The third annual National Moth Week is on as I write this, from July 19-27, 2014. We’ve tested out the evening insect activity a few times at two locations, and I was anxious to try a public event.
On our night hikes, sometimes we have a few moths as we walk through the woods. Usually it’s later in the year, and we get Edwards’ glassy-wing and a shaggy moth in the genus Tolype. The only sphinx moth that we’ve seen was a large green caterpillar, once, at the side of the trail before dark.
We (JO, JH and TS and I) checked out the location on the Wednesday before the event. It was windy and relatively cold. I had to put on a couple more layers. We put up a frame with a sheet and blacklight, tested a small light with a white umbrella, and set up a rope and sheet to see how it would fare in breeze. The wind seemed to blow from the southwest, and blew through the lot. JH said that one moth and a bug landed on the sheet, but that was it. We picked some likely spots to set up on Saturday, hoping that the weather would improve.
The evenings prior to the event weren’t terribly warm. We watched the local forecast with bated breath, hoping that the predicted warm temperatures would hold.
We headed up early to have a group dinner. There was only a small breeze, and at 7:30, the local station recorded 66F. Sunset came around 8:30, but at 7:45, thick clouds to the northwest with a few pockets of rainy-looking wisps (virga) made us wonder if it would shed some drops. By 8:20, the clouds were purple and pink. This was one of the most spectacular sunsets we’ve had, and participants who had arrived early were as captivated at the sight as we were. As dusk came, juvenile owls screeched and coyotes yipped.
With the much-appreciated help of two unofficial nature enthusiasts who brought extra equipment, we set up four stations to accommodate the 22 people who had reserved spots, and the 7 of us (JO, JH, KG, and CR, KU and KH). The frame and TS’ long blacklight powered by the car battery went in about the same place as on Wednesday, facing southwest in the firebreak, hoping for insects from the canyon and woods across the way. We set up a rope and sheet with a bulb in a reflector at the northeast site, for insects in the close trees and coming up from Los Trancos. Two other sheets and tube blacklights went in the lot proper, across the kiosk on the south side, and against the fenced-in vegetation on the north side.
The official start time was 8:30, and everyone who was going to arrive were there and ready by 8:45. We gathered and took care of the usual business, adding that since we were at the lot, participants were free to leave after signing out. We had special permission to stay at the lot until midnight.
The first insect, not a moth but a native agile ground mantis (a first for me), arrived at the NE sheet around 9:15. A black burying beetle with hitchhikers (phoretic mites), also appeared. These carrion beetles are one of the undertakers of the animal world, preparing and burying small vertebrate carcasses with which they feed their young.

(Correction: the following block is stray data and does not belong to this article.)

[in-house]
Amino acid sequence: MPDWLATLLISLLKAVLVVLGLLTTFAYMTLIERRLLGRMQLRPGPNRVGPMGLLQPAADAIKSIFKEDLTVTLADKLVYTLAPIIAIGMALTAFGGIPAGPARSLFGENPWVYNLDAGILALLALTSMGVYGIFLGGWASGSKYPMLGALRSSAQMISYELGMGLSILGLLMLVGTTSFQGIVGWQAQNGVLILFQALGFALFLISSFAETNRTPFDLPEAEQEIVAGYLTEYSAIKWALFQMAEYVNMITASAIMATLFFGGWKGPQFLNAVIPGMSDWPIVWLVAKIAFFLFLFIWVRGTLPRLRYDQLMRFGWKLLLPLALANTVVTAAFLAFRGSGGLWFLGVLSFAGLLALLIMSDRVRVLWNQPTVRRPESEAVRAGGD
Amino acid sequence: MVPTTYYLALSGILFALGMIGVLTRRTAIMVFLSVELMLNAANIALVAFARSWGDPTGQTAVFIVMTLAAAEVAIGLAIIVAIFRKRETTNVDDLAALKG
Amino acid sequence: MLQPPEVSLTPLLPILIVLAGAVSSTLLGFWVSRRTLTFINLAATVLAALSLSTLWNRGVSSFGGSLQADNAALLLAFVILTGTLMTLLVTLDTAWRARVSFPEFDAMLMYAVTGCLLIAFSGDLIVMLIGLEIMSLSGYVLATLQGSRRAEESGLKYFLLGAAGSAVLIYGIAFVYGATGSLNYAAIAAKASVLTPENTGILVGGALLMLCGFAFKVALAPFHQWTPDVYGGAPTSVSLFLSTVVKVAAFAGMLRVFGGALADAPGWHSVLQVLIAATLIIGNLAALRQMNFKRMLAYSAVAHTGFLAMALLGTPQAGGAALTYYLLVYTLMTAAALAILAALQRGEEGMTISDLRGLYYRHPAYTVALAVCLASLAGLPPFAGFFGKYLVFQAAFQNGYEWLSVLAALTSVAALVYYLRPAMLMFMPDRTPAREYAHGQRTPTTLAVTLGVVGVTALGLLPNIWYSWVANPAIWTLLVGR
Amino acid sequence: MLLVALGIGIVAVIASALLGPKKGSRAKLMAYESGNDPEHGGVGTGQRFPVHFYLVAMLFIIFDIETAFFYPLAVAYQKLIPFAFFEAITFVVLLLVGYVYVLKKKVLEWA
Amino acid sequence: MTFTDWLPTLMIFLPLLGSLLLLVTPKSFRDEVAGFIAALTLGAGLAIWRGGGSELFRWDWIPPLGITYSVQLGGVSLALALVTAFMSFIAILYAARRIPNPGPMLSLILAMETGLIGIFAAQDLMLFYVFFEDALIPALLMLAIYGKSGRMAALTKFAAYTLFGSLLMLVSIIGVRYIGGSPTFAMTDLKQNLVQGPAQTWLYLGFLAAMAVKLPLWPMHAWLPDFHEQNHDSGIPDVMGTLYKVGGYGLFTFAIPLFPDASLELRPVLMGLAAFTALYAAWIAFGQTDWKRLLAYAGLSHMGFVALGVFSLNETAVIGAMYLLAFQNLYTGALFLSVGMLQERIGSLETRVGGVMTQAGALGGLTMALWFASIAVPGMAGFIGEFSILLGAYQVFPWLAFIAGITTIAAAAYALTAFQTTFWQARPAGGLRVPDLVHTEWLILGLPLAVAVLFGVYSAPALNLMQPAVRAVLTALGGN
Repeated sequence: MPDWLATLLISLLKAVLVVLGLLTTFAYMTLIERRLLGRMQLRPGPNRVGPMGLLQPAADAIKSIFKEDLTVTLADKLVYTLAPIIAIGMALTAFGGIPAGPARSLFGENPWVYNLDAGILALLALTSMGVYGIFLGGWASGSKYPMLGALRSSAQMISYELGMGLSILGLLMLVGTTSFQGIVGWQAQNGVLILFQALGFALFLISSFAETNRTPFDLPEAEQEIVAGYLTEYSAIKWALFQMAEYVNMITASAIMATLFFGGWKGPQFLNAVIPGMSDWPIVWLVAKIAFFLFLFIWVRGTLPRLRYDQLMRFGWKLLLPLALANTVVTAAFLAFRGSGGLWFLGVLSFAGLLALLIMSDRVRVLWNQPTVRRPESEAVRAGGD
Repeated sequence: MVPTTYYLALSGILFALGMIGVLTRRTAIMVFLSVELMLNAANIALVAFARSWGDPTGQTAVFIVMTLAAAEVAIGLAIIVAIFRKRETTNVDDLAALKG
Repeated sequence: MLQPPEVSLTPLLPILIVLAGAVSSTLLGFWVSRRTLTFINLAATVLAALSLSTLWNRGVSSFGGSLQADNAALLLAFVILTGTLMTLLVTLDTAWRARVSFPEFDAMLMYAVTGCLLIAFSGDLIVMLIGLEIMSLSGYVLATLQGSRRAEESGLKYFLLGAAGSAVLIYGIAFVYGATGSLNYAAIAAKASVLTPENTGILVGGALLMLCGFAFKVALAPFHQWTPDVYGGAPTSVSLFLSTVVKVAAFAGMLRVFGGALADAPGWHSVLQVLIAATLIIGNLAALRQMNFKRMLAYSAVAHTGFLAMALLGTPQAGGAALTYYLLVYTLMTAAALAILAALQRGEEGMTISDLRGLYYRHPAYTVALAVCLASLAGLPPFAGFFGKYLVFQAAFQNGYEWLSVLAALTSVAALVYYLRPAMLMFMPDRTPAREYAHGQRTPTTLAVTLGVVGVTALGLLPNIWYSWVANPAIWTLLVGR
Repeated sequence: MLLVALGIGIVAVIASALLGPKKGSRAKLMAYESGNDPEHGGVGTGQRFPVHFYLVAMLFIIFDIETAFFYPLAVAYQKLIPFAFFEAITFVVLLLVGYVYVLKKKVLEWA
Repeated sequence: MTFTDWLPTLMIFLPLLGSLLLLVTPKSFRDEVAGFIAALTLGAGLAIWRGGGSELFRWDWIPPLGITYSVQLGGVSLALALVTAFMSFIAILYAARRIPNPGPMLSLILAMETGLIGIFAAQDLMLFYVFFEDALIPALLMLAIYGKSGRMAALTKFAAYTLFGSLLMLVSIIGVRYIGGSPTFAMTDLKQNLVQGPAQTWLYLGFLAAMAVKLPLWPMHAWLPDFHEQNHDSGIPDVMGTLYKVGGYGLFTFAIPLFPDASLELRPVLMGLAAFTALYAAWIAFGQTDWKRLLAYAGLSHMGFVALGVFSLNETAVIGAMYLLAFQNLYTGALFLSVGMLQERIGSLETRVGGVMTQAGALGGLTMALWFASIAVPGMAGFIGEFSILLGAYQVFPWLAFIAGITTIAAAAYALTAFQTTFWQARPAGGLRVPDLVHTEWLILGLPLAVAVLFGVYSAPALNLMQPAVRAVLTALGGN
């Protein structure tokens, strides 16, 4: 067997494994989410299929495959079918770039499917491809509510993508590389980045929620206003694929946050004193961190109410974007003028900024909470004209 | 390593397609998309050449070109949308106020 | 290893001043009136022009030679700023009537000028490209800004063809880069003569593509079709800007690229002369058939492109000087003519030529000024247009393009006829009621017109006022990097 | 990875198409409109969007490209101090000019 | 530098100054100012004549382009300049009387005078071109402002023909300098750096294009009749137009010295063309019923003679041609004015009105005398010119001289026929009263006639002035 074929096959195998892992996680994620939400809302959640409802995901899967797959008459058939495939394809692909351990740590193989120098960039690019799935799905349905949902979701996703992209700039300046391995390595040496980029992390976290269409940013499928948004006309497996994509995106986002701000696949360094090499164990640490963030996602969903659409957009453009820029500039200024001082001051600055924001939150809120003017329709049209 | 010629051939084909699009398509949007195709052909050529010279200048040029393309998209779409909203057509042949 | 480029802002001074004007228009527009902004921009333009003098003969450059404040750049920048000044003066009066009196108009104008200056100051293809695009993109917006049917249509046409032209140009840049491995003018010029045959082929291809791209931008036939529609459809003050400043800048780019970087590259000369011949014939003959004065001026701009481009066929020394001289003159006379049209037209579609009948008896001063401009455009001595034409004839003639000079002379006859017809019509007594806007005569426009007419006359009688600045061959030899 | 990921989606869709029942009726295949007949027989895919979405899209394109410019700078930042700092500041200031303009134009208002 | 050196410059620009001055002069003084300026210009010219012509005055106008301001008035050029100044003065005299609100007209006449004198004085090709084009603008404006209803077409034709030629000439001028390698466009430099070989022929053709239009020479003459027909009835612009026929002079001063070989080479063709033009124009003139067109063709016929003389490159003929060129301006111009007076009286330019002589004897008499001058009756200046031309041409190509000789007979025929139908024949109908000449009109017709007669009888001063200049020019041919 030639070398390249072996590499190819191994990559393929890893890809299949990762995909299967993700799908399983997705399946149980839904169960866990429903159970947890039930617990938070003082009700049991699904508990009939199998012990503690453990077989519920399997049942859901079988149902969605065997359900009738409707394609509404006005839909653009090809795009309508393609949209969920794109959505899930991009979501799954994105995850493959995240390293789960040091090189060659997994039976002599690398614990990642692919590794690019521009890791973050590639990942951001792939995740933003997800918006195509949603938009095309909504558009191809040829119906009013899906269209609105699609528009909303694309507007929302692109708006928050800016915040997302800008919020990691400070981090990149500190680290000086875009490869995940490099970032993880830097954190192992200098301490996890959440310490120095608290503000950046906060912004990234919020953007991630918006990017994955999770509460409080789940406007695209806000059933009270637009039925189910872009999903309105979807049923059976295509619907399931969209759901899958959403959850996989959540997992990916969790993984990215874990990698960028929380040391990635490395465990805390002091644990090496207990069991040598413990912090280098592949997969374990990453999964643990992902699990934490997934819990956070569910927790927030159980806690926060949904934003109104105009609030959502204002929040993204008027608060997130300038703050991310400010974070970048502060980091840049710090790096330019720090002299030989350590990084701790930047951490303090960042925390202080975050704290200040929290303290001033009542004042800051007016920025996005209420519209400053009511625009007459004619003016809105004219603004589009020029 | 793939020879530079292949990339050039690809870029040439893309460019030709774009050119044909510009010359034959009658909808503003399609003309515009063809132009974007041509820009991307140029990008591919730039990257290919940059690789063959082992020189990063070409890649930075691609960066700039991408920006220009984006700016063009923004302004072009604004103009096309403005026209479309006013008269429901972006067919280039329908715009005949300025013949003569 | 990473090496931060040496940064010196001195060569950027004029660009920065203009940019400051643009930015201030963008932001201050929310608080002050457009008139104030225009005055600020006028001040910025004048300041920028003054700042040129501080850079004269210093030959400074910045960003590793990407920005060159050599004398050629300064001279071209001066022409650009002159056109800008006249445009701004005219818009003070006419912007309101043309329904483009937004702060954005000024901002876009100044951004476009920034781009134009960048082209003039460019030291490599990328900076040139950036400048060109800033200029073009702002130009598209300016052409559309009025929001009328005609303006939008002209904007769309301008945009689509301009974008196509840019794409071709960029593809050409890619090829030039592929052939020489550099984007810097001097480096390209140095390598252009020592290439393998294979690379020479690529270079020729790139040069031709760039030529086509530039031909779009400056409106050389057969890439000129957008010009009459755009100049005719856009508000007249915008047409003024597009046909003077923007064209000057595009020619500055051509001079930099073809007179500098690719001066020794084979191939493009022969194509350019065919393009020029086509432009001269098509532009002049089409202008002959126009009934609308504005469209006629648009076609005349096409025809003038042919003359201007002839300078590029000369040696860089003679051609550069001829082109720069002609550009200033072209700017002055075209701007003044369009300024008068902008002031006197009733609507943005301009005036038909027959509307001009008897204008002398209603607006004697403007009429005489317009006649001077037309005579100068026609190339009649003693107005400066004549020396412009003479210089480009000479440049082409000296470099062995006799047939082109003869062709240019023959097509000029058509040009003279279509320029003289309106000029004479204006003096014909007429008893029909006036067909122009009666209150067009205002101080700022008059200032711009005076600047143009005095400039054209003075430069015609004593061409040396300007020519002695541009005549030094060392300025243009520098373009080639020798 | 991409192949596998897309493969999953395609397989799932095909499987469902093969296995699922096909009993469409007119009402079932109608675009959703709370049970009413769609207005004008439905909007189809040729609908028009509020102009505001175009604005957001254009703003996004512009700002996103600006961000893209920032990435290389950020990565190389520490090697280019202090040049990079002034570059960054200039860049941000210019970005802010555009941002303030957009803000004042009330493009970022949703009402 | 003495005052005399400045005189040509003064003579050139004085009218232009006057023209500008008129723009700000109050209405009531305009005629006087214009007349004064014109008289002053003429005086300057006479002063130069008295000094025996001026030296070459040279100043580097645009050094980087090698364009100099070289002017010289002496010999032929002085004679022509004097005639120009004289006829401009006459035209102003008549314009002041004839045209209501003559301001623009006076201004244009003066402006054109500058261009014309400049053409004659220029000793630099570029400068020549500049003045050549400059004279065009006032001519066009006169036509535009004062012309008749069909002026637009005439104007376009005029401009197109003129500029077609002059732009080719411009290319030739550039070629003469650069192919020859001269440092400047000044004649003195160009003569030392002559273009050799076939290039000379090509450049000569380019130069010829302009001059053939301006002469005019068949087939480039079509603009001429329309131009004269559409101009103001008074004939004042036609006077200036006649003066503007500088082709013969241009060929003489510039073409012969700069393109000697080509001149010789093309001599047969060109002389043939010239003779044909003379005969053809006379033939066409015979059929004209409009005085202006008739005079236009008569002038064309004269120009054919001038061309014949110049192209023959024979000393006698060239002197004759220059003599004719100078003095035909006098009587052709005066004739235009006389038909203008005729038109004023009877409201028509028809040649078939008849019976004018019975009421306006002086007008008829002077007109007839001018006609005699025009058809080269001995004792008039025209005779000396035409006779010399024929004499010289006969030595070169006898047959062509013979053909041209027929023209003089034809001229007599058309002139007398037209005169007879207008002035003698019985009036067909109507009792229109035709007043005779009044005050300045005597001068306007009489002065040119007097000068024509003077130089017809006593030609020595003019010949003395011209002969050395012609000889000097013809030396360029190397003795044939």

Many of the participants went on the optional short hike to the sag pond. Some of the creatures that we’ve recently seen in that area were not apparent, but the group heard a great horned owl, and wood roaches in apparent association with harvester ants, which we’ve observed before.
Psssst…a raindrop hit the bulb. There were a few more scattered drops, enough so that I angled the light down a little, then it stopped.
At 9:40, a shaggy Tolype flew in, settled on the NE sheet, and stayed there all night. Around 9:50, shrieks came from the SW sheet. Another first, and by far the largest insect we’ve seen up there (anywhere in CA, in body size) at around 60mm, a giant water bug! That too stayed for a long time. At one point, it flew onto my pant leg as I sat on the bottom part of the sheet taking photos. Then, for some reason which I haven’t figured out yet, it proceeded to pump its thorax lengthwise. Perhaps that was an example of augmented respiration. I wondered whether this was a male or female. These bugs display parental care, as do the burying beetles (but in a different way). Dad cares for the eggs, and how depends on the subfamily.
Another large insect showed up on the north sheet after 10:00, a long-horned Prionus. We’ve only seen one, at Long Ridge OSP, in 2010. In contrast to that, on the back side of the same sheet someone spotted a very small fan-shaped moth. I had seen pictures of these many-plumed moths, but didn’t realize they were so small. Speaking of small, a tiny solifugid (“camel spider”/”wind scorpion”/”sun spider”), a fast arachnid in an order separate from spiders, ran around the bottom of one of the sheets. That is probably the smallest one we’ve seen.
At around 10:40, a ten-lined June beetle flew in to the south sheet. That was the number three spot of the trio of big “bugs”, also a first for us there.
Several nocturnal male velvet ants showed up during the night. Wasps, not ants; female velvet ants have no wings.
Of the other more interesting moths, some were mottled with green and brown, perfect for camouflage against lichen- or moss-covered tree bark flew in to more than one sheet. The most unusual for me besides the many-plumed moth in this area was a yellow-orange moth, wings bordered with brown fringe.
Two tree crickets, a grasshopper, katydid, various lacewings, caddisflies, tiny water boatmen, other beetles, and finally, an adult antlion also showed up to top off the evening.
A few people stayed until close to the end. The three big bugs were still around at the end.